News: JBER Airman is Rising Star of Safety
Story by Staff Sgt. Sheila deVera
JOINT BASE ELMENDORF-RICHARDSON, Alaska –Unknown to him nine years ago when he cross-trained to the safety career field, Senior Master Sgt. Joshua Franklin, 11th Air Force Ground Safety superintendent, would be one of the National Safety Council Rising Stars of Safety. Selected from more than 110 nominees working in a variety of industries representing four different countries, Franklin stands out as the only Air Force representative to receive the award this year.
The NSC Rising Stars of Safety showcases up-and-coming safety professionals younger than 40, who have a track record of demonstrating leadership, innovation and involvement in their organization’s safety culture, while promoting continuous safety improvement in the workplace.
“Engaging the NSC Rising Stars will be an important part of making a greater impact on saving lives and preventing injuries as we deal with emerging safety issues, such as the evolving nature of work and the changing face of the workforce,” said Janet Froetscher, president and CEO of NSC.
Franklin’s then-supervisor, Mel Flynn, former 11th Air Force chief of safety, recognizes the Ithaca, N.Y., native’s hard work.
“Josh’s belief in the value of safety is predicated on his conviction that simple compliance is not an end point for safety programs, but merely a commencement,” Flynn said. “His dedication to people and their well-being is transparent in his instructions and daily interactions.”
“Air Force is the only service that has an enlisted career field for safety,” Franklin said. “It is important that we maintain the career field; it shows the importance of the training we do. It’s a career progression. Air Force winning four consecutive years in the NSC has paid off, because it shows how well we are trained and how we can serve the Air Force.”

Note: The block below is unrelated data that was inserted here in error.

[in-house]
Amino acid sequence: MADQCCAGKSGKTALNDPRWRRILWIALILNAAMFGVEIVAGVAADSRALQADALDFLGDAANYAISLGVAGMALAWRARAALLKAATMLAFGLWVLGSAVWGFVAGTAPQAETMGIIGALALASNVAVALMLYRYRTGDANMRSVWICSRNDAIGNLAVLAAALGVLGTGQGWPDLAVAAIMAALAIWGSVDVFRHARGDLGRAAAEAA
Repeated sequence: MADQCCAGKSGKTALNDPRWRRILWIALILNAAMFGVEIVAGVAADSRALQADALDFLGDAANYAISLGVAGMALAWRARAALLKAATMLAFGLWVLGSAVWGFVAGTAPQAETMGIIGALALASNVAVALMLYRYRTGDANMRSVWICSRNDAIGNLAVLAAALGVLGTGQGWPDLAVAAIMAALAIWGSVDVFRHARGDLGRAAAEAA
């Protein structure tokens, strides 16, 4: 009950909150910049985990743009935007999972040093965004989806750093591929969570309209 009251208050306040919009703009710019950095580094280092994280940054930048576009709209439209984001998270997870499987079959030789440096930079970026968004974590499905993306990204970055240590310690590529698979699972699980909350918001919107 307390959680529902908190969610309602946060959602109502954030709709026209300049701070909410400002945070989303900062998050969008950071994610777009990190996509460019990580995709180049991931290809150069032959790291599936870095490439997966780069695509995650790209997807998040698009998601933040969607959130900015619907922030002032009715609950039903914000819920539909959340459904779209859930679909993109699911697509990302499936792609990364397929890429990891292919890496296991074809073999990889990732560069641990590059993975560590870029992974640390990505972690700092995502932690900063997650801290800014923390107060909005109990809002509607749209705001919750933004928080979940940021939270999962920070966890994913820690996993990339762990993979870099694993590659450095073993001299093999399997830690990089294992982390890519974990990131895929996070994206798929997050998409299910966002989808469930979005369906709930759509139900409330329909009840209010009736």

As a retrainee, Franklin has seen a lot of things that he wishes he could improve.
“I was an Aircraft mechanic, and I saw a lot of things that were not safe and it gives me a pragmatic view of safety — what can and cannot be done,” Franklin said. “I don’t automatically read the regulations that say we can’t do this. We have to approach it as how you can do it and how I can help you support people and keep people safe.”
While deployed to Transit Center at Manas, Kyrgyzstan, Franklin noticed an increasing number of sport-related injuries to service members. He researched ways to reduce ankle injuries and found an on-going Air Force study regarding ankle braces. He procured several hundred of the braces and designed an education flyer to encourage their use during all organized games. Because Franklin recognized the trend and encouraged athletes to use ankle braces, ankle injuries during games were reduced 57 percent during the next five months.
Looking into the Transit Center at Manas safety program, the 16-year Air Force veteran also noticed a safety hazard of appliances used in living quarters. Without proper certification, appliances that had not gone through rigorous inspection did not meet the safety standards for electrical devices and components. Identifying the impending threat, Franklin revitalized the replacement of all non-certified appliances throughout the base and successfully completed the project in less than two months, ensuring the safety of service members and reducing the risk of fire to $52 million in U.S. assets.
Preparing to redeploy back to home station, he was informed he was one of the 40 honorees for the Class of 2013, NSC Rising Stars of Safety.
“It was exciting to know that I was nominated because the NSC is a civilian award,” Franklin said. “So to win something outside the Air Force is pretty special for the Air Force because it shows that we are doing a good job of developing our safety in the community enough to be recognized outside the Department of Defense.”
To Franklin, Rising Star means there is a lot of potential for the Air Force to go continue safety innovations.
“I get to bring other safety expertise from the other 39 nominees back to the community and also bring back their ideas,” Franklin said. “That’s the best thing about the Rising Star.”